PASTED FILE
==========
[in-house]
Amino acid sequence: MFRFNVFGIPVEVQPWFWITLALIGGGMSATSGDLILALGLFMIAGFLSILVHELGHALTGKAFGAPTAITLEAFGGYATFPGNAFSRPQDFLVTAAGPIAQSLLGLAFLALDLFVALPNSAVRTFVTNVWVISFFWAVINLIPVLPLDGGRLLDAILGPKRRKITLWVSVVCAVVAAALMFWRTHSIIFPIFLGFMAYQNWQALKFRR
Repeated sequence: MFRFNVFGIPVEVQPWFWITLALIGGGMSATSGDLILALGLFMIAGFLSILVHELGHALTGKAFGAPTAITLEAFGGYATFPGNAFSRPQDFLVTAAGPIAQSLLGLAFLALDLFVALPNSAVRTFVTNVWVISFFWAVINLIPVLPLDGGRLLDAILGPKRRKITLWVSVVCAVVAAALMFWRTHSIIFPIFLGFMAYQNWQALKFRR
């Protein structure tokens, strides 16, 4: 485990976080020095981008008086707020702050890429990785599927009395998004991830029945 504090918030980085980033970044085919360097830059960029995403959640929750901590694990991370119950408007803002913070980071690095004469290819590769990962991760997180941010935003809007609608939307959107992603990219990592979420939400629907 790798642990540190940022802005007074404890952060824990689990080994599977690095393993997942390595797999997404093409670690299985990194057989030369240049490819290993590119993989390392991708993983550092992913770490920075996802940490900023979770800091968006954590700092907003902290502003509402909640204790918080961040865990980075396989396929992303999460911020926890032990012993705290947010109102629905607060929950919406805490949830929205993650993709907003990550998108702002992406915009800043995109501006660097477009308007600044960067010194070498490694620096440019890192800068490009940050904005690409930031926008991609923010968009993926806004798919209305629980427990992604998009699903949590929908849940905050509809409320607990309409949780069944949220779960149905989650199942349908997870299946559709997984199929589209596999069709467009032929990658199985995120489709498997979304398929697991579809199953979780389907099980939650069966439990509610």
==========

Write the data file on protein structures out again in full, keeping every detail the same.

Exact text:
[in-house]
Amino acid sequence: MFRFNVFGIPVEVQPWFWITLALIGGGMSATSGDLILALGLFMIAGFLSILVHELGHALTGKAFGAPTAITLEAFGGYATFPGNAFSRPQDFLVTAAGPIAQSLLGLAFLALDLFVALPNSAVRTFVTNVWVISFFWAVINLIPVLPLDGGRLLDAILGPKRRKITLWVSVVCAVVAAALMFWRTHSIIFPIFLGFMAYQNWQALKFRR
Repeated sequence: MFRFNVFGIPVEVQPWFWITLALIGGGMSATSGDLILALGLFMIAGFLSILVHELGHALTGKAFGAPTAITLEAFGGYATFPGNAFSRPQDFLVTAAGPIAQSLLGLAFLALDLFVALPNSAVRTFVTNVWVISFFWAVINLIPVLPLDGGRLLDAILGPKRRKITLWVSVVCAVVAAALMFWRTHSIIFPIFLGFMAYQNWQALKFRR
């Protein structure tokens, strides 16, 4: 485990976080020095981008008086707020702050890429990785599927009395998004991830029945 504090918030980085980033970044085919360097830059960029995403959640929750901590694990991370119950408007803002913070980071690095004469290819590769990962991760997180941010935003809007609608939307959107992603990219990592979420939400629907 790798642990540190940022802005007074404890952060824990689990080994599977690095393993997942390595797999997404093409670690299985990194057989030369240049490819290993590119993989390392991708993983550092992913770490920075996802940490900023979770800091968006954590700092907003902290502003509402909640204790918080961040865990980075396989396929992303999460911020926890032990012993705290947010109102629905607060929950919406805490949830929205993650993709907003990550998108702002992406915009800043995109501006660097477009308007600044960067010194070498490694620096440019890192800068490009940050904005690409930031926008991609923010968009993926806004798919209305629980427990992604998009699903949590929908849940905050509809409320607990309409949780069944949220779960149905989650199942349908997870299946559709997984199929589209596999069709467009032929990658199985995120489709498997979304398929697991579809199953979780389907099980939650069966439990509610």